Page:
This is the first part om the introduction of my theses about graffiti from 2006 (translated into English). 

1.1 Purpose and perspective (part 1:2)

The phenomenon of graffiti is a social problem that every year causes great costs. The main purpose of this study is to try to identify the basic mechanisms underlying young people’s involvement in the graffiti culture. What motivates young people to paint graffiti illegally in the public environment despite the relatively high risks associated with the activity? Is this rational behavior? The practitioners’ own perspective is the starting point. The study is exploratory and is mainly based on interviews with graffiti artists and former graffiti artists. A second purpose has been to put the phenomenon in a societal perspective to highlight links and dependencies between the graffiti artists and the surrounding society. To this, people who work preventively against graffiti have been interviewed. Here, articles and statements in the media and other official publications have also played an important role. The starting point for the study has been graffiti as a phenomenon, not as a problem.

In the study, three of the four levels of analysis that Layder (1993:71ff) describes in his research design have been taken as a starting point: self, setting and context. The level of analysis that constitutes the starting level is that which constitutes Layder’s third level, setting, which here is represented by the graffiti subculture. What this looks like and its internal logic are here the interesting questions. After that, the level of analysis is shifted to the individual, self. With the help of the knowledge gained at the previous level, the ambition here is to try to understand what this subculture serves for the individual. What do these people get out of participating in culture? Finally, the level of analysis is raised to a societal perspective, context. Questions raised here include the importance of society’s reaction to graffiti. The results of the study, I hope, will give the reader a picture of the graffiti phenomenon as both an understandable and interesting phenomenon.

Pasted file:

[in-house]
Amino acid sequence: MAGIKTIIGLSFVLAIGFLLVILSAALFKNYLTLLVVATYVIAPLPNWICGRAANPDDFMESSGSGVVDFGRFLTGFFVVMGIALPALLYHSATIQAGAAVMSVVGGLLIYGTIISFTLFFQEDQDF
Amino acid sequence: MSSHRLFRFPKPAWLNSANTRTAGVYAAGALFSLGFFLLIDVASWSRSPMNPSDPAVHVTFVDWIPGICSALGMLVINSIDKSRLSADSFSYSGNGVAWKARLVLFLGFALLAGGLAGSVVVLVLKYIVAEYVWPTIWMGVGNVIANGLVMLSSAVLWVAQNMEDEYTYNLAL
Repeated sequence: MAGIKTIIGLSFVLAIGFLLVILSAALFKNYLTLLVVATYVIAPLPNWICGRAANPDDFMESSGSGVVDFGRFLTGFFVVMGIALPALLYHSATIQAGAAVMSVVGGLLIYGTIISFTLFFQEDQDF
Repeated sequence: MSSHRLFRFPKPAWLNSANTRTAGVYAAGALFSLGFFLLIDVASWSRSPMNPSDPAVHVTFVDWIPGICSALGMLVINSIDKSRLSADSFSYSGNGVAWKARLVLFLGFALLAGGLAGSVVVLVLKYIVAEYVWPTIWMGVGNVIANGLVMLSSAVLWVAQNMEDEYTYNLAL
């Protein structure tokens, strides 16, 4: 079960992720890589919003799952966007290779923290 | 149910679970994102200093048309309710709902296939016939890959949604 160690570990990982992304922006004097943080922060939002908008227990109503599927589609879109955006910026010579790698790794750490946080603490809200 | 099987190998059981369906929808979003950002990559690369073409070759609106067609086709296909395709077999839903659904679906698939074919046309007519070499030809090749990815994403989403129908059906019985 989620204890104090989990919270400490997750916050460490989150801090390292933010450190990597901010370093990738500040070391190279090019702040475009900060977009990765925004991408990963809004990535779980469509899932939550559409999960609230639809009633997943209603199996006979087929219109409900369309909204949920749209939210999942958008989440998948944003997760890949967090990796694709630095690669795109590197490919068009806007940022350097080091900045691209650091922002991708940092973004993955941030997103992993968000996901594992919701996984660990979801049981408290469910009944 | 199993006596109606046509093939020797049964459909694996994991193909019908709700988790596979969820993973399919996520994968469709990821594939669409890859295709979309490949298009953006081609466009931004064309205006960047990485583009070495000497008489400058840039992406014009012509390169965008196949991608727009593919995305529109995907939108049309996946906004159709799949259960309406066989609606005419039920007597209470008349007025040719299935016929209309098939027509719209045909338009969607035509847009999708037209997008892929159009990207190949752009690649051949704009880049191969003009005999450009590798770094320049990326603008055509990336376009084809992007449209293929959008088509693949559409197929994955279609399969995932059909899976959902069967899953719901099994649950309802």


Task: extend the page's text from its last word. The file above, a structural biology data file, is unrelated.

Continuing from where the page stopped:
This study is done against a background of a social constructivist perspective (see, for example, Börjesson 2003, Burr 1995, Rorty 2003, Swartling 1998) which includes a skeptical view of knowledge and facts. Social knowledge is always a consequence of interpretations made based on the culture, society, the time we live in and our individual background. The philosopher Gadamer (Föllesdal, Wallöe, Elster 1990:147ff) describes this as that we never can be able to free ourselves from our horizon of understanding. Giddens (1976:79ff and 162) discusses this in terms of the double hermeneutics. Social sciences are based on social actors’ interpretations of themselves and the world in which they live. The researcher, in turn, interprets this interpretation from his perspective. Based on such reasoning, it seems difficult to defend that one interpretation should take precedence over another because there is no “objectively” untended reality to fall back on or to search for. Reference to an objective world, objective or universal facts is ultimately about someone’s personal interpretation or opinion. What is studied is, as it has been expressed, “dead”, before it has ended up, or rather placed, within a discourse and thus a context of meaning (Bergström &amp. Boréus 2000:257). Knowledge is relational and anti-essential. The philosopher Rorty (2003:73) describes this as that science and other exploration cannot be about coming to a truth, because even if it should exist a objective truth, we would not know when we reached it. Based on these described starting points, the aim of this thesis cannot be to describe the phenomenon of graffiti. Rather, the goal is to try to describe the picture that the study has led to for me and to describe it so that the reader himself will have an opportunity to assess it and hopefully see the conclusions drawn as both reasonable, interesting, and thought-provoking.